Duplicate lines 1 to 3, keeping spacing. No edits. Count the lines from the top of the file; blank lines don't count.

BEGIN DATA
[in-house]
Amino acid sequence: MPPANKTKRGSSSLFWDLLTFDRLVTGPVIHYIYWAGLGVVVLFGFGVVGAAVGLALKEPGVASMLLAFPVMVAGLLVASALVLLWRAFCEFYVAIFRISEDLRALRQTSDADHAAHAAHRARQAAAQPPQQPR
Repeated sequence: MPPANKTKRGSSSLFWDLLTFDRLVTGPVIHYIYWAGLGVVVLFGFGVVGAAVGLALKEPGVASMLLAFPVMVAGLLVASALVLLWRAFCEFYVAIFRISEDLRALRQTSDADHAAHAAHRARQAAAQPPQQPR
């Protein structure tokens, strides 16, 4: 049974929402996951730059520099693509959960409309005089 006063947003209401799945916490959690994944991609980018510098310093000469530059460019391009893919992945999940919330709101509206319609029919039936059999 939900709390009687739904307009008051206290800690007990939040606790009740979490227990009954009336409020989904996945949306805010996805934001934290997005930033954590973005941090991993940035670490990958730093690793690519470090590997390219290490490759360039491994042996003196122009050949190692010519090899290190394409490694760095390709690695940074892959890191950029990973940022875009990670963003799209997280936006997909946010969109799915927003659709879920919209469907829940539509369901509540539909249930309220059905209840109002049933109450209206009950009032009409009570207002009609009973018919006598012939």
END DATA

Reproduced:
[in-house]
Amino acid sequence: MPPANKTKRGSSSLFWDLLTFDRLVTGPVIHYIYWAGLGVVVLFGFGVVGAAVGLALKEPGVASMLLAFPVMVAGLLVASALVLLWRAFCEFYVAIFRISEDLRALRQTSDADHAAHAAHRARQAAAQPPQQPR
Repeated sequence: MPPANKTKRGSSSLFWDLLTFDRLVTGPVIHYIYWAGLGVVVLFGFGVVGAAVGLALKEPGVASMLLAFPVMVAGLLVASALVLLWRAFCEFYVAIFRISEDLRALRQTSDADHAAHAAHRARQAAAQPPQQPR